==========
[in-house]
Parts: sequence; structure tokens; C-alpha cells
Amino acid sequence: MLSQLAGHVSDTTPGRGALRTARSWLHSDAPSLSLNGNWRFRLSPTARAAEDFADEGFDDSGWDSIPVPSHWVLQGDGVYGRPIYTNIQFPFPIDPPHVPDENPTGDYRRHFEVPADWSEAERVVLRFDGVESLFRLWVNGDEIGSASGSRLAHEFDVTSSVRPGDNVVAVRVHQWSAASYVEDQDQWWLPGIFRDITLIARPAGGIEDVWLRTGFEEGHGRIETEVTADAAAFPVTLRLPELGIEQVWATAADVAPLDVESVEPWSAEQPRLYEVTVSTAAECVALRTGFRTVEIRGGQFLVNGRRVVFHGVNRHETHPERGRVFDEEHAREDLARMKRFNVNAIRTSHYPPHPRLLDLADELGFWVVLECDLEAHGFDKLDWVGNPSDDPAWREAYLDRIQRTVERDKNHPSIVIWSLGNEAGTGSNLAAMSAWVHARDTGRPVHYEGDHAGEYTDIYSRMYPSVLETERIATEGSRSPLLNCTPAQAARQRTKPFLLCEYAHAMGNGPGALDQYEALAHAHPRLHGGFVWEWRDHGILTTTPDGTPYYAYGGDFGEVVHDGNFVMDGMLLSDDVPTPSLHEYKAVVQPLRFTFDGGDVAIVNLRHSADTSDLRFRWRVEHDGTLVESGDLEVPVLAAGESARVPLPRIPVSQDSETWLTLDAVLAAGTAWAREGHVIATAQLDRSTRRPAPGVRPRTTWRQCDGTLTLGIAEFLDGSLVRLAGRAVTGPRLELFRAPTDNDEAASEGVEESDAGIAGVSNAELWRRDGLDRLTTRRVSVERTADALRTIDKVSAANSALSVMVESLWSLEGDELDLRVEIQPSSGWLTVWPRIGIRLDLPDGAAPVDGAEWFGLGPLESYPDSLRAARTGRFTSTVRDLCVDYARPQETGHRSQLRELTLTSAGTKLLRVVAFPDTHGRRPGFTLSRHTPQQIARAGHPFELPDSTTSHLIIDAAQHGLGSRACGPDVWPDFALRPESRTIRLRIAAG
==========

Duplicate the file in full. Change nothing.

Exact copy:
[in-house]
Parts: sequence; structure tokens; C-alpha cells
Amino acid sequence: MLSQLAGHVSDTTPGRGALRTARSWLHSDAPSLSLNGNWRFRLSPTARAAEDFADEGFDDSGWDSIPVPSHWVLQGDGVYGRPIYTNIQFPFPIDPPHVPDENPTGDYRRHFEVPADWSEAERVVLRFDGVESLFRLWVNGDEIGSASGSRLAHEFDVTSSVRPGDNVVAVRVHQWSAASYVEDQDQWWLPGIFRDITLIARPAGGIEDVWLRTGFEEGHGRIETEVTADAAAFPVTLRLPELGIEQVWATAADVAPLDVESVEPWSAEQPRLYEVTVSTAAECVALRTGFRTVEIRGGQFLVNGRRVVFHGVNRHETHPERGRVFDEEHAREDLARMKRFNVNAIRTSHYPPHPRLLDLADELGFWVVLECDLEAHGFDKLDWVGNPSDDPAWREAYLDRIQRTVERDKNHPSIVIWSLGNEAGTGSNLAAMSAWVHARDTGRPVHYEGDHAGEYTDIYSRMYPSVLETERIATEGSRSPLLNCTPAQAARQRTKPFLLCEYAHAMGNGPGALDQYEALAHAHPRLHGGFVWEWRDHGILTTTPDGTPYYAYGGDFGEVVHDGNFVMDGMLLSDDVPTPSLHEYKAVVQPLRFTFDGGDVAIVNLRHSADTSDLRFRWRVEHDGTLVESGDLEVPVLAAGESARVPLPRIPVSQDSETWLTLDAVLAAGTAWAREGHVIATAQLDRSTRRPAPGVRPRTTWRQCDGTLTLGIAEFLDGSLVRLAGRAVTGPRLELFRAPTDNDEAASEGVEESDAGIAGVSNAELWRRDGLDRLTTRRVSVERTADALRTIDKVSAANSALSVMVESLWSLEGDELDLRVEIQPSSGWLTVWPRIGIRLDLPDGAAPVDGAEWFGLGPLESYPDSLRAARTGRFTSTVRDLCVDYARPQETGHRSQLRELTLTSAGTKLLRVVAFPDTHGRRPGFTLSRHTPQQIARAGHPFELPDSTTSHLIIDAAQHGLGSRACGPDVWPDFALRPESRTIRLRIAAG